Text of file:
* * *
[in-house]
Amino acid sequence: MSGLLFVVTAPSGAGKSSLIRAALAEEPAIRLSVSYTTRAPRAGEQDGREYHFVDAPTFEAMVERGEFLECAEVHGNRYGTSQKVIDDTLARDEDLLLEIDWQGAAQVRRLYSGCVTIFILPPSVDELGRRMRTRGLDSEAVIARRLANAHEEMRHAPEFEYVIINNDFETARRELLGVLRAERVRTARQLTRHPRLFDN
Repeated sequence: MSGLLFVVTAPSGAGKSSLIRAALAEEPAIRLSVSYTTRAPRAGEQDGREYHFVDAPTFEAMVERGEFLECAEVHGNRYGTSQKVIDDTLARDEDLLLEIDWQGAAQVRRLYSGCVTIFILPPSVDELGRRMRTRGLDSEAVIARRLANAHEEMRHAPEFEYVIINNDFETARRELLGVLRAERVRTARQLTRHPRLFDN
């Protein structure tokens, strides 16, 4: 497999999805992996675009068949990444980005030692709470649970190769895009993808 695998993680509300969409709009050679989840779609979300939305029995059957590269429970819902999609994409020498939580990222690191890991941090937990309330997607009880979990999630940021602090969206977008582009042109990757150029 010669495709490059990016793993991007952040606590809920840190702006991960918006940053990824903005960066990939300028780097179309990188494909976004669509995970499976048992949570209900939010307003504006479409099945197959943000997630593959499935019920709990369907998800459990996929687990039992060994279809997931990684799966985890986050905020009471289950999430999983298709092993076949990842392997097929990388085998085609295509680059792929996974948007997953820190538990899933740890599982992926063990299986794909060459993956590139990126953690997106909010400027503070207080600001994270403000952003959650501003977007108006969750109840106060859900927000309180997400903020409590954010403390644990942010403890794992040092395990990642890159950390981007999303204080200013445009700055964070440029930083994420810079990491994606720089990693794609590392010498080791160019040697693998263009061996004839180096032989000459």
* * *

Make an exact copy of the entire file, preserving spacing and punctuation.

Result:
[in-house]
Amino acid sequence: MSGLLFVVTAPSGAGKSSLIRAALAEEPAIRLSVSYTTRAPRAGEQDGREYHFVDAPTFEAMVERGEFLECAEVHGNRYGTSQKVIDDTLARDEDLLLEIDWQGAAQVRRLYSGCVTIFILPPSVDELGRRMRTRGLDSEAVIARRLANAHEEMRHAPEFEYVIINNDFETARRELLGVLRAERVRTARQLTRHPRLFDN
Repeated sequence: MSGLLFVVTAPSGAGKSSLIRAALAEEPAIRLSVSYTTRAPRAGEQDGREYHFVDAPTFEAMVERGEFLECAEVHGNRYGTSQKVIDDTLARDEDLLLEIDWQGAAQVRRLYSGCVTIFILPPSVDELGRRMRTRGLDSEAVIARRLANAHEEMRHAPEFEYVIINNDFETARRELLGVLRAERVRTARQLTRHPRLFDN
């Protein structure tokens, strides 16, 4: 497999999805992996675009068949990444980005030692709470649970190769895009993808 695998993680509300969409709009050679989840779609979300939305029995059957590269429970819902999609994409020498939580990222690191890991941090937990309330997607009880979990999630940021602090969206977008582009042109990757150029 010669495709490059990016793993991007952040606590809920840190702006991960918006940053990824903005960066990939300028780097179309990188494909976004669509995970499976048992949570209900939010307003504006479409099945197959943000997630593959499935019920709990369907998800459990996929687990039992060994279809997931990684799966985890986050905020009471289950999430999983298709092993076949990842392997097929990388085998085609295509680059792929996974948007997953820190538990899933740890599982992926063990299986794909060459993956590139990126953690997106909010400027503070207080600001994270403000952003959650501003977007108006969750109840106060859900927000309180997400903020409590954010403390644990942010403890794992040092395990990642890159950390981007999303204080200013445009700055964070440029930083994420810079990491994606720089990693794609590392010498080791160019040697693998263009061996004839180096032989000459």